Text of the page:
Jeff Burdick

Jeff Burdick, a Democrat, will run against U.S. Rep. Ami Bera, D-Elk Grove, in next year’s California 7th District Congressional election.

Bera is seeking re-election to serve a fifth term as the Congressional representative for the district, which includes Elk Grove.

Burdick, an Arden-Arcade resident, has a political background that includes serving as the campaign manager for Brad Westmoreland, a Democrat who planned to challenge Bera in the 2018 election, but withdrew early from the race.

Prior to coming to California in 2013, the Chicago area native assisted a winning campaign of Jan Schakowsky, who has served as the U.S. representative for Illinois’ 9th Congressional district since 1999.

Burdick, who has never run for a political office, explained why he decided to challenge Bera in the upcoming 7th District election.

“I think it comes down to two things and they both start with the word, ‘tired,’” he said. “Like a lot of voters, I’m tired of our campaign finance system. It’s gotten so bad that the only way to change it is (through) a citizens-led Constitutional amendment.

“The other aspect of being tired is I’ve been tired of waiting for someone else to step forward that I can get behind and believes in a lot of issues I do.”

This candidate added that a Constitutional amendment on campaign financing is his top issue.

“If you can force change on how our campaigns are financed, it will undo a lot of the bottleneck on a lot of other issues that don’t get action on,” he said.

Burdick emphasized his concern with the amount of money in politics.

“There is so much money in politics that it has diluted our voice and the ability of our legislative system to even address issues that in many cases exceed what Americans believe in,” he said.

Burdick mentioned that he plans to take a different approach than Bera in regard to accepting campaign contributions.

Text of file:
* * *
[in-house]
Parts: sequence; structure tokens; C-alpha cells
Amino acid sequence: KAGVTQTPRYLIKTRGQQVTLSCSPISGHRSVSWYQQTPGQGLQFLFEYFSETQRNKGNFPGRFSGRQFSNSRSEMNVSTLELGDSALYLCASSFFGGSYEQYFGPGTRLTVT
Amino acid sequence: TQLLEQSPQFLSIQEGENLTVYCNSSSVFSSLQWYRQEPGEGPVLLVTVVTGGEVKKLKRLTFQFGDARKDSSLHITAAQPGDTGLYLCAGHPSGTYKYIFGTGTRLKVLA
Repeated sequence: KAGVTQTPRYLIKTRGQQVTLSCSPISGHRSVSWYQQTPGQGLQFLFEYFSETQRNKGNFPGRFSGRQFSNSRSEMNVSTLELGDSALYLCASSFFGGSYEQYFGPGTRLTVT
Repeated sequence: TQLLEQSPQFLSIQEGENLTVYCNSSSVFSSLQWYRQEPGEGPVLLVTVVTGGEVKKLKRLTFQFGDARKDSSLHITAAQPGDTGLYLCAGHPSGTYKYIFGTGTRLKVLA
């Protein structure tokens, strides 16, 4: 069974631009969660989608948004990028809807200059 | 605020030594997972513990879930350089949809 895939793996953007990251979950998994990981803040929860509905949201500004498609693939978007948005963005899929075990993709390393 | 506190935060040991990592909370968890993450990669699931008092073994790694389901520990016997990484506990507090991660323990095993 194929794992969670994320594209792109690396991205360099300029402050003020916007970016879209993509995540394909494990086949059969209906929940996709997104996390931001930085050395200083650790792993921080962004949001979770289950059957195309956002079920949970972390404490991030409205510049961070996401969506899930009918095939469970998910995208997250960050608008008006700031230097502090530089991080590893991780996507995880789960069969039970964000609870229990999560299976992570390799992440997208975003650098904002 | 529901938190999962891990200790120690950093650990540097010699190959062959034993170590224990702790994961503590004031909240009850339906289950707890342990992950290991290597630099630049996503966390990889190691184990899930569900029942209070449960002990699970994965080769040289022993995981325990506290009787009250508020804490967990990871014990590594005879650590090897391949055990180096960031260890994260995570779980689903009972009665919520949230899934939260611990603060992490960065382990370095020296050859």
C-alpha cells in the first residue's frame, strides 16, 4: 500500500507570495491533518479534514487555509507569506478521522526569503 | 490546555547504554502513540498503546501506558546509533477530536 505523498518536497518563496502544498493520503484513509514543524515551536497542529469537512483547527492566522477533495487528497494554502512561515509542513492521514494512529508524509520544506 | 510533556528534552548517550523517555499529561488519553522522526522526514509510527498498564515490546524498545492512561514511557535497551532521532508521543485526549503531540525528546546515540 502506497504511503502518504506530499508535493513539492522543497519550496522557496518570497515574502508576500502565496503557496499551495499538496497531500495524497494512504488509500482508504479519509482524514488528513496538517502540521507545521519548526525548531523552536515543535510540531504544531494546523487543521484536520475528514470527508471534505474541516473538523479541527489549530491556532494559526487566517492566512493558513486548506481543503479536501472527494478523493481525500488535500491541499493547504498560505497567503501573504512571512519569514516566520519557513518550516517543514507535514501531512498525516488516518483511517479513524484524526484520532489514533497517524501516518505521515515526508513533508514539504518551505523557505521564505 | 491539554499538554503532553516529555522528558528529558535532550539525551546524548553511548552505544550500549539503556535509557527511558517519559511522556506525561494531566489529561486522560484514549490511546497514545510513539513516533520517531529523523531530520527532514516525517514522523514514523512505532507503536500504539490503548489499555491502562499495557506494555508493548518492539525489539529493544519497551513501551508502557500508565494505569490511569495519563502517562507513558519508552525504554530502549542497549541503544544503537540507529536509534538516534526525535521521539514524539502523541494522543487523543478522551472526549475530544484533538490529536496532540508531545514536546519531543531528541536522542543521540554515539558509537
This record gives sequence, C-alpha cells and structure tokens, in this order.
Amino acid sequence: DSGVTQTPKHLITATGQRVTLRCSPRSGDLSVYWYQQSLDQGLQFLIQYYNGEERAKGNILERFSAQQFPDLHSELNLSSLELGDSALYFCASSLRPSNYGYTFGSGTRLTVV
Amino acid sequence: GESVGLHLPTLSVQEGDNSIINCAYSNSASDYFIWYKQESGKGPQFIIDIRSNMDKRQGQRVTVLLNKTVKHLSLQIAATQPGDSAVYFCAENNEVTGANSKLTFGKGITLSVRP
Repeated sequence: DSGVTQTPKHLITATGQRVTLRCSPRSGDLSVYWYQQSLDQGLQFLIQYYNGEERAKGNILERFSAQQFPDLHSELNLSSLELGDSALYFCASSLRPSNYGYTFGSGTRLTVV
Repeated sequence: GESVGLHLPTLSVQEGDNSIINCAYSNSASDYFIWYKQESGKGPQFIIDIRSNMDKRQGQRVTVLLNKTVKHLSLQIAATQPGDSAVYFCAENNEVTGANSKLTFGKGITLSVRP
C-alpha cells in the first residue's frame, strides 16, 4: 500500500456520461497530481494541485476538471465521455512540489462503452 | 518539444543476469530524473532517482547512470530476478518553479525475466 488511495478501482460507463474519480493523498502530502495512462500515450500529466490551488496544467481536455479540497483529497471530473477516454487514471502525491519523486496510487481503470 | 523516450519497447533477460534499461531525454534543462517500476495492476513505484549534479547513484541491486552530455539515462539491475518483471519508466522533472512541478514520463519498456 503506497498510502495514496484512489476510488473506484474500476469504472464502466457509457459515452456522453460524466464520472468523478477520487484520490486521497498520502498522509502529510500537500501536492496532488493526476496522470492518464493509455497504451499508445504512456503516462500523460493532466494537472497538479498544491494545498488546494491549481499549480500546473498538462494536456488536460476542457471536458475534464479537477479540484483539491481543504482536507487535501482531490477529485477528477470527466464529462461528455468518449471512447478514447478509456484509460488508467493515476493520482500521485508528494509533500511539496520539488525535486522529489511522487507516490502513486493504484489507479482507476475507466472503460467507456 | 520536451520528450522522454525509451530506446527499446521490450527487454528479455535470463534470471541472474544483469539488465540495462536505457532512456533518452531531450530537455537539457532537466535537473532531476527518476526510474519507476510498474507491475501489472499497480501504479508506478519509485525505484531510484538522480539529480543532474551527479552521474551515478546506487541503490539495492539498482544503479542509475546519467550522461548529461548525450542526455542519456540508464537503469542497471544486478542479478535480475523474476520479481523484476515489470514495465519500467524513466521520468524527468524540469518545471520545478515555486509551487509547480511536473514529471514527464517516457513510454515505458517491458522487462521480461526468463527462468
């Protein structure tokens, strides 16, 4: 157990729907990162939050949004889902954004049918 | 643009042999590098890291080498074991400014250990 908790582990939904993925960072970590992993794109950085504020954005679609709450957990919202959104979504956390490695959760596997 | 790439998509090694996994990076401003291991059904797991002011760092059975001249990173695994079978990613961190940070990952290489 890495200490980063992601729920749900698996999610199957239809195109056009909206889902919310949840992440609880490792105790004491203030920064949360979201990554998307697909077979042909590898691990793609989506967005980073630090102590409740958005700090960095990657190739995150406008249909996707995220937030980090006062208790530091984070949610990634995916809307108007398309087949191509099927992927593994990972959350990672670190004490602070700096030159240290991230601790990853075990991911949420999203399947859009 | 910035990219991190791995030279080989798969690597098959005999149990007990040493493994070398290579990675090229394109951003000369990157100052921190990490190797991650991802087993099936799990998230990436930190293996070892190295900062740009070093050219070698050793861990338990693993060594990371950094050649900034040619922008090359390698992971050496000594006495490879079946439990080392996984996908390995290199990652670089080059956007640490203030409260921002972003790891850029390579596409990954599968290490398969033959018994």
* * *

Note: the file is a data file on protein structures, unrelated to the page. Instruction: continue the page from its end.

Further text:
“I’m limiting where I can raise contributions from,” he said. “It will be only in the district, in contrast to Ami’s campaigns (which have totaled) nearly $20 million overall (from) the different Congressional races. Eighty percent of that came from outside the district.

“I’m not going to be raising money from (Political Action Committees), from corporations and from anyone who would not be a constituent of mine.”

Burdick referred to Universal Health Care as another one of his top issues.

“I’m certainly in the camp that believes quality access and availability in health care should be a human right,” he said. “We’re at the point with Obamacare, in which it was the best step forward to get us there that was possible, and all that’s left is making that last step to making it universal.”

He added that he does not believe Bera is aggressive enough on certain health care issues.

“He’s not very assertive or aggressive on the issues that I think are most important (such as) universal health care, prescription drug reform,” he said. “He says he is for prescription drug reform, but that we have to take a very incremental approach to it. I don’t really agree with that. You don’t negotiate with yourself when you’re trying to reform things.

“You don’t start from a compromising position. (With) prescription drug reform, he wants to start just with, say, insulin, which has tripled in cost in an 11-year period.”

Burdick, who has a wife named Leah and a 6-year-old adopted son, noted that “guaranteeing women’s right to choose” abortion is among his top issues.

“(They are) their decisions about their bodies,” he said. “The number one view on abortion is that most people agree that it should not be banned. There are differences of opinion on where you draw the line on exceptions, and there you can debate endlessly, and I’d rather just leave it to women, their spouses. Their families can make those decisions.”

As for his employment background, Burdick said that he worked as a journalist, and later performed public affairs and communication work for large organizations.

Before moving to California, Burdick was employed by the National Wildlife Federation and Chicago’s Commonwealth Edison, which is Illinois’ largest electric utility company. He later worked with the California Department of Transportation.